John Legend, tech figures donate to Philly DA Larry Krasner's re-election bid

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Out-of-state donors have boosted incumbent Philadelphia District Attorney Larry Krasner’s re-election campaign in recent months, with singer and activist John Legend and executives from top tech firms among the notable donors, according to campaign finance records released this week.

Legend, a prominent criminal justice reform advocate who has called for an end to cash bail, donated $3,000 to Krasner’s campaign last November, the records show. Friends at Work, a firm led by Legend’s manager, Ty Stiklorius, donated $12,600.

Other prominent donors include Zillow founder Richard Barton and his wife, philanthropist Sarah Barton, as well as Patty Quillin, the wife of Netflix CEO Reed Hastings. Quillin donated $3,100 to Krasner’s campaign during the most recent reporting cycle, while Sarah Barton donated $3,000.

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“We enjoy broad support, locally and nationally,” Brandon Evans, Krasner’s campaign manager, said in a statement to Philadelphia’s public radio station, WHYY, which was first to note the campaign contributions.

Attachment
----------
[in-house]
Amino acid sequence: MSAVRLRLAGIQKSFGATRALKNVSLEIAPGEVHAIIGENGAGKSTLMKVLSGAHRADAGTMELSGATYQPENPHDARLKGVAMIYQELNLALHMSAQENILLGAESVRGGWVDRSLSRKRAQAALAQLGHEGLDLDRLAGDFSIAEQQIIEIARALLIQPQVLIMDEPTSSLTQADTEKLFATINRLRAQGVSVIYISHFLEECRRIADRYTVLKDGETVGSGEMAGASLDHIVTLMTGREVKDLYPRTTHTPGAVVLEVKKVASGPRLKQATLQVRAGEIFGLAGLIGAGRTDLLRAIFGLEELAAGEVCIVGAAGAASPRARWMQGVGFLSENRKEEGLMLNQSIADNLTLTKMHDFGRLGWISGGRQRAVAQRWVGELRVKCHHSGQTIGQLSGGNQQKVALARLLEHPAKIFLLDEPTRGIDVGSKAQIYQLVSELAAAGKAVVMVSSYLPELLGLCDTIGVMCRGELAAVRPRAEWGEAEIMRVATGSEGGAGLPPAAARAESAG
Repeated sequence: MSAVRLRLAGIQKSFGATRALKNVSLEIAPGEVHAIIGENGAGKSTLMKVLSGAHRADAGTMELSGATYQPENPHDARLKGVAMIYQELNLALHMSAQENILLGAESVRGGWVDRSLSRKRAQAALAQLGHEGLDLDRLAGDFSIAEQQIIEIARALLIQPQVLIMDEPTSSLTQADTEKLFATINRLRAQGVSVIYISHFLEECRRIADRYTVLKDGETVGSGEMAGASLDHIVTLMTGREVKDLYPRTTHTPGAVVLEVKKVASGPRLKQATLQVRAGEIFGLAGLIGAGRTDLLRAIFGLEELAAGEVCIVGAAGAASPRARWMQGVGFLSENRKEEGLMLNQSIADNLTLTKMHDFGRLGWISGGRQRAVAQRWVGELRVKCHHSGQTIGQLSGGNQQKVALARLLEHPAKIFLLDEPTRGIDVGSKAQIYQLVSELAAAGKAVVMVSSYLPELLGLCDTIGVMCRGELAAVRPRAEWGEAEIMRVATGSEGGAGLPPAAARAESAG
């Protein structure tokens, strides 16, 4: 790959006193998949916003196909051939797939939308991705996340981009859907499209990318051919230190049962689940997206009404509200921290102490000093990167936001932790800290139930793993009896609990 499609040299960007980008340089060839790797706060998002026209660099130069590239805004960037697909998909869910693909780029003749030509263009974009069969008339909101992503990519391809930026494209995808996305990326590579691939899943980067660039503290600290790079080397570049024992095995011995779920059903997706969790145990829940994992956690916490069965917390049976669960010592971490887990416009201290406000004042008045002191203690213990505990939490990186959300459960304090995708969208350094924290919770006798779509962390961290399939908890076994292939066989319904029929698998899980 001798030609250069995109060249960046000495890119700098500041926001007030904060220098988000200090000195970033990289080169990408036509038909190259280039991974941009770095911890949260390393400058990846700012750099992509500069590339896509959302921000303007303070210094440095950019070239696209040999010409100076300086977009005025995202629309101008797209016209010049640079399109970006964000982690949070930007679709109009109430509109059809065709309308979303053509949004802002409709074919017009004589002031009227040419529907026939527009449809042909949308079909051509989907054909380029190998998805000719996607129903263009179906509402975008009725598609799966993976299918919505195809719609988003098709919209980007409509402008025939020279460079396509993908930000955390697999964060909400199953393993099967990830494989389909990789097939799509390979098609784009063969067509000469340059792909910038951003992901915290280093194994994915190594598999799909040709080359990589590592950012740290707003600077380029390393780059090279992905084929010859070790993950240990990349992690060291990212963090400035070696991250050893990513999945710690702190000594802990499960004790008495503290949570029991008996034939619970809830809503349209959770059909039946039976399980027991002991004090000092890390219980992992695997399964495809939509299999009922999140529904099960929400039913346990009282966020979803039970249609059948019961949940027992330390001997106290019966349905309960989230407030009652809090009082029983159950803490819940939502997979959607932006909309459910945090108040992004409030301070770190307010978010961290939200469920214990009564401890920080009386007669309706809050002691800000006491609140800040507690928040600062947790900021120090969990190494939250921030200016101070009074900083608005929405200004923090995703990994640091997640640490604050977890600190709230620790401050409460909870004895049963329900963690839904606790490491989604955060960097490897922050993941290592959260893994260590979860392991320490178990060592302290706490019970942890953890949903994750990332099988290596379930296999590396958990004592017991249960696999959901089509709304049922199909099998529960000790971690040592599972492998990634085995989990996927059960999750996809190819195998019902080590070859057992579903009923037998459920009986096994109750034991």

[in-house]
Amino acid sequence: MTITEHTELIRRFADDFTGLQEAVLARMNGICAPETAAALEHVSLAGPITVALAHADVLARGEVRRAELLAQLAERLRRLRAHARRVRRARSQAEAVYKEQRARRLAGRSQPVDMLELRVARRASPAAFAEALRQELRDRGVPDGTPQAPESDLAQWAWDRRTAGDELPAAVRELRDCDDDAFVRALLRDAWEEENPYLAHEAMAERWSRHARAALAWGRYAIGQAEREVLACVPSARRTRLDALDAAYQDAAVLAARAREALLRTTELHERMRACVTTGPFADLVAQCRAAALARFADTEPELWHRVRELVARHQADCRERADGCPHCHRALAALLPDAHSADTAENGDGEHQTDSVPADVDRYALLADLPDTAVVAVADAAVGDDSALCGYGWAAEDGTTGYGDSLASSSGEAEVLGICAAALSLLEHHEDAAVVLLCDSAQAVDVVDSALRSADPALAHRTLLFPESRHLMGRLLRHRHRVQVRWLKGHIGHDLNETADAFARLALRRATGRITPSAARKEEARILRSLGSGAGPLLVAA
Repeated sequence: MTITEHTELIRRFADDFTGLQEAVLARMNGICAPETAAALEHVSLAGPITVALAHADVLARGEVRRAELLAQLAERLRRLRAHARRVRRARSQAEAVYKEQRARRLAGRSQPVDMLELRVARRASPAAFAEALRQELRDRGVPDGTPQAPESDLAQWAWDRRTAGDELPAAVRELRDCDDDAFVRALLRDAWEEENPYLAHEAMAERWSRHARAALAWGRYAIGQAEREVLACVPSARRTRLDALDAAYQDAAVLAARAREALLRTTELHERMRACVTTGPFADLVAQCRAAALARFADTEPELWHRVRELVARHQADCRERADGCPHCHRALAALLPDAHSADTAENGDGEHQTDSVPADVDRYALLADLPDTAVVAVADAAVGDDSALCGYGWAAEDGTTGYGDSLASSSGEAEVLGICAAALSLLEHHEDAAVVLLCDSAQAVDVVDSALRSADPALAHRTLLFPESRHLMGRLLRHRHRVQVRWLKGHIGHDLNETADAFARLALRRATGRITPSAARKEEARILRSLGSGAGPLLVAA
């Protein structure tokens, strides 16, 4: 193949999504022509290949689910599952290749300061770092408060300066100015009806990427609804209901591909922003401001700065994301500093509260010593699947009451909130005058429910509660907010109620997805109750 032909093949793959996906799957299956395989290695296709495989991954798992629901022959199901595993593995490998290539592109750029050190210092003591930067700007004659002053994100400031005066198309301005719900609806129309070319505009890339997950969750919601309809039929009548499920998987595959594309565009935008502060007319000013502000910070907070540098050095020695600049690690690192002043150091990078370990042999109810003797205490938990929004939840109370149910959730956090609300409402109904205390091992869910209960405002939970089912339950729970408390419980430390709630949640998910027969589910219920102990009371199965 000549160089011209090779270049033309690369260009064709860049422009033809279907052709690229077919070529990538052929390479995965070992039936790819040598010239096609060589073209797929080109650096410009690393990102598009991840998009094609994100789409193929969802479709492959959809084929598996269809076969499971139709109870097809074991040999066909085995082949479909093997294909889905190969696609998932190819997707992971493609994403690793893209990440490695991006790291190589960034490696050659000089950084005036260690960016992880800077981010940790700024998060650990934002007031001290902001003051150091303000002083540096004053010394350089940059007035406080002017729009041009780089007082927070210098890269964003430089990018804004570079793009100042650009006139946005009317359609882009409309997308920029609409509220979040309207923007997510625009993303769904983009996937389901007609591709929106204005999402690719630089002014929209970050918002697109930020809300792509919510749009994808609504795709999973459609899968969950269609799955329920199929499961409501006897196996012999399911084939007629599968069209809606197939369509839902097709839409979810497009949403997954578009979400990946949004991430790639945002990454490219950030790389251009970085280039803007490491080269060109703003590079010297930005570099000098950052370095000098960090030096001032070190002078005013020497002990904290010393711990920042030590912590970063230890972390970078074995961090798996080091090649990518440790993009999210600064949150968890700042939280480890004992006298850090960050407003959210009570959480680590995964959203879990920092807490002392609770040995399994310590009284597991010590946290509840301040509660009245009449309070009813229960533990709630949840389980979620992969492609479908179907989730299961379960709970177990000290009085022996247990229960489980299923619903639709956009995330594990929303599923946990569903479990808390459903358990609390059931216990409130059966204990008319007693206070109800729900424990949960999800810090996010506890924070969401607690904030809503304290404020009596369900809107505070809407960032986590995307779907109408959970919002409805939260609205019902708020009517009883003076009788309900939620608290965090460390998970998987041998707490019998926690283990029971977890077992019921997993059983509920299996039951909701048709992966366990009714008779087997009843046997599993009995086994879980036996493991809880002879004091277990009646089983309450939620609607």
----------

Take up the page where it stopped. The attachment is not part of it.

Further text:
Krasner’s campaign did not immediately return a request for additional comment.

Krasner raised a total of nearly $162,000 toward his campaign in 2020. He faces a challenge in the Democratic primary from Carlos Vega, a former prosecutor who has raised about $132,000 since announcing his campaign in December, according to records.

Critics have accused Krasner of failing to crack down on violent crime during his tenure. Philadelphia reported 499 homicides in 2020 alone, up 40% compared to the previous year.

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Vega has pledged to crack down on gun violence and homicides if elected to office. His prominent donors include local police and first responder unions, including the Fraternal Order of Police Lodge 5, as well as nearly two dozen former city prosecutors.

Prior to his stint as attorney general, Krasner worked as a defense attorney known for suing the Philadelphia Police Department on 75 occasions. He has pursued a number of reforms to Philadelphia’s justice system since becoming district attorney in 2018, including an end to cash bail payments for low-level crimes.

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